There is little doubt that alcohol-related disorders in humans are genetically based. The influence of environmental factors, however, remains unclear. Given that studies of humans are complicated by a multitude of cultural and day-to-day-living factors, researchers in the March issue of Alcoholism: Clinical & Experimental Research use rhesus monkeys to examine genetic and environmental influences on alcohol consumption. Results indicate that, just as with humans, both genetic and environmental factors contribute to variation in alcohol consumption among the non-human primates.
"Rhesus macaques provide a good model for many human diseases due in part to their phylogenetic closeness," said Joseph G. Lorenz, research associate at the Coriell Institute for Medical Research and corresponding author for the study. "Also, like humans, they are highly social, which is important for diseases like alcoholism where there are social factors affecting alcohol consumption. And, finally, because we can control their social environment and precisely measure their exposure to alcohol, whereas human studies often rely on self-reported consumption patterns."
Researchers examined data drawn from an ongoing longitudinal study of genetic and environmental factors affecting the neurobiology, behavior and alcohol consumption among rhesus macaques. For this particular analysis, study authors investigated factors that may have contributed to variation in alcohol consumption among 156 monkeys during a period of 10 years when they were considered adolescents (between 2 and 4 years of age). All belonged to a single extended pedigree, and received identical early rearing backgrounds and subsequent treatments. Alcohol consumption was measured during unfettered and simultaneous access to both aspartame-sweetened (8.4% v/v) alcohol-water solution as well as water for one hour each day during early afternoon for a period of five to seven weeks.
Smart Data Transformation – Surfing the Big Wave
02.12.2016 | Fraunhofer-Institut für Angewandte Informationstechnik FIT
Climate change could outpace EPA Lake Champlain protections
18.11.2016 | University of Vermont
Physicists of the University of Würzburg have made an astonishing discovery in a specific type of topological insulators. The effect is due to the structure of the materials used. The researchers have now published their work in the journal Science.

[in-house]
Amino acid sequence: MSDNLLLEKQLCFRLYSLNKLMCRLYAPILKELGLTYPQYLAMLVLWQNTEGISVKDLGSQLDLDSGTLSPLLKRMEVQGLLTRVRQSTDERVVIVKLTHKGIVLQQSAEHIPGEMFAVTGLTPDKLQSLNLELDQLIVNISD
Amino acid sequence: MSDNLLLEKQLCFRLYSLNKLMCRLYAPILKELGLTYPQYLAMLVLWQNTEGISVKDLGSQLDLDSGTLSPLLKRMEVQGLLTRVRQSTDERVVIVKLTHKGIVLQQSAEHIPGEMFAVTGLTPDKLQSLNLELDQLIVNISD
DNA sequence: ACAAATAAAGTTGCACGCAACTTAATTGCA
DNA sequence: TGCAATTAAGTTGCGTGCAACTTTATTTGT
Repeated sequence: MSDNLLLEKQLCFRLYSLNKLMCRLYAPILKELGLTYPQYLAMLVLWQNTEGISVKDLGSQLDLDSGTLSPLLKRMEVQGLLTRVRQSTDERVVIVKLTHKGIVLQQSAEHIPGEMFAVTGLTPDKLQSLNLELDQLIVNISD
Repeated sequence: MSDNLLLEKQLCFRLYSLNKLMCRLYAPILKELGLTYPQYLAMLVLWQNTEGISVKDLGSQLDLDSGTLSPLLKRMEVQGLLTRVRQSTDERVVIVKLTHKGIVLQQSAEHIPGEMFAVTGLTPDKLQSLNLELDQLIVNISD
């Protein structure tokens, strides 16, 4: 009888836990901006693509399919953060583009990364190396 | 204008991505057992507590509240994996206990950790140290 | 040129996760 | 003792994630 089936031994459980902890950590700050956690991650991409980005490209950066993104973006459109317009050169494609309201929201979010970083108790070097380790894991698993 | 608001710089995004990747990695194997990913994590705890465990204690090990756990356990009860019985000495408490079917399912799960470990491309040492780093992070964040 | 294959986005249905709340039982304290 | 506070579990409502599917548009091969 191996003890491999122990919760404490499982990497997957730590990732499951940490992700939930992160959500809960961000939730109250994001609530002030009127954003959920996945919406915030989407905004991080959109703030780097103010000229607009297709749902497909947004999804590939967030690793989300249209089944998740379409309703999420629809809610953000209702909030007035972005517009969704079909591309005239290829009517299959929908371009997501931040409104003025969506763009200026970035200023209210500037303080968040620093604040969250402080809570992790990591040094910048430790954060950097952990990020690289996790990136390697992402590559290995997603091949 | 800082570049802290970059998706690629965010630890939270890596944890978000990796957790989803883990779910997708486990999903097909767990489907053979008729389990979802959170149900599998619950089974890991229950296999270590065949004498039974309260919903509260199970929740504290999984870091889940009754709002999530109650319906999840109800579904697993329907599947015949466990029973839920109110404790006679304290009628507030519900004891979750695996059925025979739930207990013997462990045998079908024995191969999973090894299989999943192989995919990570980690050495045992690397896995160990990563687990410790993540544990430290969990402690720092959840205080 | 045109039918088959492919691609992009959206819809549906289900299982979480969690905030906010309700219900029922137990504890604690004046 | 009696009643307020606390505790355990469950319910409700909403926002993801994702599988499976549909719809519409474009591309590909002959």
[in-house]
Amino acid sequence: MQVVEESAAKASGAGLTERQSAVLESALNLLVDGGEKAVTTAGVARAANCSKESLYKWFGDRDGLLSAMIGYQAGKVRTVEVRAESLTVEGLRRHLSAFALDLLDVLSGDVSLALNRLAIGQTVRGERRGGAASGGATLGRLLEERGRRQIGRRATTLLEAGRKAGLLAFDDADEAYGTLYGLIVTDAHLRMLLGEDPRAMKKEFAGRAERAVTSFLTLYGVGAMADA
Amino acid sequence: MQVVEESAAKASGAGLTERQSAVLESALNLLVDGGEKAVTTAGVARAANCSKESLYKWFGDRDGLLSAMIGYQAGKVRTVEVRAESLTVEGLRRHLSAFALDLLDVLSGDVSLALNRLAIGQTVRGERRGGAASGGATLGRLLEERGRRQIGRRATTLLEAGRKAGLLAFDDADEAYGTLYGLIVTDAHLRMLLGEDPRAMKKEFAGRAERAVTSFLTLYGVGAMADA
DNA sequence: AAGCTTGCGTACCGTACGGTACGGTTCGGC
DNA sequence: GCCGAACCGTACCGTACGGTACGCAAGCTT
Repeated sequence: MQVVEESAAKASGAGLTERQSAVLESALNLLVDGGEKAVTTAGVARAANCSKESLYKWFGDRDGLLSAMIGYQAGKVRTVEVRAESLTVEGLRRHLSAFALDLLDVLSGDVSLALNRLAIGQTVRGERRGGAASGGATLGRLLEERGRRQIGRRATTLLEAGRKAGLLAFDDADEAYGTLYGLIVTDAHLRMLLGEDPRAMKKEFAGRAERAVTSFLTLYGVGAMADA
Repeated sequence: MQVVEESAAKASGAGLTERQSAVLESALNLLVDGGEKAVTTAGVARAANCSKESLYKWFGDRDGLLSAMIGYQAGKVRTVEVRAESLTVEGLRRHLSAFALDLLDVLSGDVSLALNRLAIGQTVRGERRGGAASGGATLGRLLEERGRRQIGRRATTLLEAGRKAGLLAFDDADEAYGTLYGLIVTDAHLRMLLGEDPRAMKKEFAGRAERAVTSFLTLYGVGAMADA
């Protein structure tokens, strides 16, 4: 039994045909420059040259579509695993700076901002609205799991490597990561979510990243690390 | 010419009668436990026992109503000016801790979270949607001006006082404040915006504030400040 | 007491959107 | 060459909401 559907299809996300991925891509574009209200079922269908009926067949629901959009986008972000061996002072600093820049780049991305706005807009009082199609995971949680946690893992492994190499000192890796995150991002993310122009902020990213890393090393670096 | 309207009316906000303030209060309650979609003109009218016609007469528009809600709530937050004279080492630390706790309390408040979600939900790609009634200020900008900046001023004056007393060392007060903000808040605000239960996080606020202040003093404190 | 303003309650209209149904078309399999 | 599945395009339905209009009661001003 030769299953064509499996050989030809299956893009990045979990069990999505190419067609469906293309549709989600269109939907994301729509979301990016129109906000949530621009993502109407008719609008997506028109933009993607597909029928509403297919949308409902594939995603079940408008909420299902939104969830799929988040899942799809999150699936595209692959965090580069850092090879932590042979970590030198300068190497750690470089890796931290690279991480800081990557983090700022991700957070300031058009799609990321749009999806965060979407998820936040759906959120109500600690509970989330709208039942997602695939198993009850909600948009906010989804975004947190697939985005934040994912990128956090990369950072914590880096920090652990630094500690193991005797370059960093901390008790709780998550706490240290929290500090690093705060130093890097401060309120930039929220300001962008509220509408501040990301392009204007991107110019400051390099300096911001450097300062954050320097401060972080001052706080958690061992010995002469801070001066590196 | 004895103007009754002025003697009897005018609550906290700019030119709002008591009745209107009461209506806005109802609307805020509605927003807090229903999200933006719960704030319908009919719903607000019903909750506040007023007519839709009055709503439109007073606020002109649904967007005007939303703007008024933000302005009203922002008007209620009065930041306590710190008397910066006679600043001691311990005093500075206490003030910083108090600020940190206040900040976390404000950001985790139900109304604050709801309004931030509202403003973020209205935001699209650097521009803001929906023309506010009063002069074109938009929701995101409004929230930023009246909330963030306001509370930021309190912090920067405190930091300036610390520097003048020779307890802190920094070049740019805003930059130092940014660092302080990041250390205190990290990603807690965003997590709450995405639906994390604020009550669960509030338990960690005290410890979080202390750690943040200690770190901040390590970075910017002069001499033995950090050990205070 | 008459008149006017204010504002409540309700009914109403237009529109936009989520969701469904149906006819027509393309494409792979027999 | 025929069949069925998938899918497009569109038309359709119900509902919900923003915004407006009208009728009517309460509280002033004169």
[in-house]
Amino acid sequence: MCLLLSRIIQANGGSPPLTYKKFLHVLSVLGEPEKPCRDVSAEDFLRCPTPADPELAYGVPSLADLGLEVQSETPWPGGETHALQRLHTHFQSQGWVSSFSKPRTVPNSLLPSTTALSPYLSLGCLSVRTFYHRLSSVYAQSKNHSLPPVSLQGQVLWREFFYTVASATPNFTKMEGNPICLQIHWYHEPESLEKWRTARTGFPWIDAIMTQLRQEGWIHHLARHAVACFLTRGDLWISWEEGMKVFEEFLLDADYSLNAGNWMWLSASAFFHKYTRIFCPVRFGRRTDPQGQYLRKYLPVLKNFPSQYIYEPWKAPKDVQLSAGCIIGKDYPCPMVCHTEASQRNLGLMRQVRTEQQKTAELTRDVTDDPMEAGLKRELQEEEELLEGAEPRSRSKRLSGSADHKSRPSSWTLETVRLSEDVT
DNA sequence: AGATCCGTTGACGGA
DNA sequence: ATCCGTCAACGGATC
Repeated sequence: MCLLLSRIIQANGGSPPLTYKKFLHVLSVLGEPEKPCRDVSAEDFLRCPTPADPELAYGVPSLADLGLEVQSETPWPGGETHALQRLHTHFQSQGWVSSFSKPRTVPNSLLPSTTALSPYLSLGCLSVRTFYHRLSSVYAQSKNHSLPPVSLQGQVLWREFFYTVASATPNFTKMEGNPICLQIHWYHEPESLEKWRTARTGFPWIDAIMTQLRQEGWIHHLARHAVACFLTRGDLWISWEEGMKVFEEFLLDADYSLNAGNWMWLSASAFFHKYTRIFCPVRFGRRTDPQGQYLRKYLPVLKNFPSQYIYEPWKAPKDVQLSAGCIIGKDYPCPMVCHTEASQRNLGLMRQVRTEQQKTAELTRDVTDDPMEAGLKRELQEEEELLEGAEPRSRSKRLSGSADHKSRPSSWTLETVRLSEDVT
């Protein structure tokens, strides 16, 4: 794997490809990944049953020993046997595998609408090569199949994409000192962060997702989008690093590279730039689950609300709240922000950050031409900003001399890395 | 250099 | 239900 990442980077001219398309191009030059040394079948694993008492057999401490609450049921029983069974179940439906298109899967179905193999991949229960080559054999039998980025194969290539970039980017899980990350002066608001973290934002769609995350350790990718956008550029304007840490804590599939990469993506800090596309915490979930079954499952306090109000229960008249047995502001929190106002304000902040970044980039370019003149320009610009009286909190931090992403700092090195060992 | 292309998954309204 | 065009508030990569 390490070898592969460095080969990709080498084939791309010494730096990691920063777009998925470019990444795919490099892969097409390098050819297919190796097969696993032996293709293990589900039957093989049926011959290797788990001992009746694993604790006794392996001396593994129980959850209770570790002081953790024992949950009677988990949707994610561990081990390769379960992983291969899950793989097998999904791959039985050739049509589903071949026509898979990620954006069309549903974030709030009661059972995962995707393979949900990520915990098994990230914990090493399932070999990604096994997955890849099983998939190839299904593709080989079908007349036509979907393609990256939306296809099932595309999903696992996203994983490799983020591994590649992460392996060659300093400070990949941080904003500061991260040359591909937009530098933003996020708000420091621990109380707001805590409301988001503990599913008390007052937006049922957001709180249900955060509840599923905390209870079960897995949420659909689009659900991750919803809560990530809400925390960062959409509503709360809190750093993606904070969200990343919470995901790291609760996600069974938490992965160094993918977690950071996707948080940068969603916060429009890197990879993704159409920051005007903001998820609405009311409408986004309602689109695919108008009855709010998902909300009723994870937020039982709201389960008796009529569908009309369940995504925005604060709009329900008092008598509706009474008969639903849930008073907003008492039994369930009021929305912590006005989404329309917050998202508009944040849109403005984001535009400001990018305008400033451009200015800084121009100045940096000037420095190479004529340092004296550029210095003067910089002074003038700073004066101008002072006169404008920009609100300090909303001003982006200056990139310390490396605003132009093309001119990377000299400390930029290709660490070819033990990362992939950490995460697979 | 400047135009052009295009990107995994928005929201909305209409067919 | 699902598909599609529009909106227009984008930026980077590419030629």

Topological insulators are currently the hot topic in physics according to the newspaper Neue Zürcher Zeitung. Only a few weeks ago, their importance was...
In recent years, lasers with ultrashort pulses (USP) down to the femtosecond range have become established on an industrial scale. They could advance some applications with the much-lauded “cold ablation” – if that meant they would then achieve more throughput. A new generation of process engineering that will address this issue in particular will be discussed at the “4th UKP Workshop – Ultrafast Laser Technology” in April 2017.
Even back in the 1990s, scientists were comparing materials processing with nanosecond, picosecond and femtosesecond pulses. The result was surprising:...
Have you ever wondered how you see the world? Vision is about photons of light, which are packets of energy, interacting with the atoms or molecules in what...
A multi-institutional research collaboration has created a novel approach for fabricating three-dimensional micro-optics through the shape-defined formation of porous silicon (PSi), with broad impacts in integrated optoelectronics, imaging, and photovoltaics.
Working with colleagues at Stanford and The Dow Chemical Company, researchers at the University of Illinois at Urbana-Champaign fabricated 3-D birefringent...
In experiments with magnetic atoms conducted at extremely low temperatures, scientists have demonstrated a unique phase of matter: The atoms form a new type of quantum liquid or quantum droplet state. These so called quantum droplets may preserve their form in absence of external confinement because of quantum effects. The joint team of experimental physicists from Innsbruck and theoretical physicists from Hannover report on their findings in the journal Physical Review X.
“Our Quantum droplets are in the gas phase but they still drop like a rock,” explains experimental physicist Francesca Ferlaino when talking about the...
16.11.2016 | Event News
01.11.2016 | Event News
14.10.2016 | Event News
09.12.2016 | Life Sciences
09.12.2016 | Ecology, The Environment and Conservation
09.12.2016 | Health and Medicine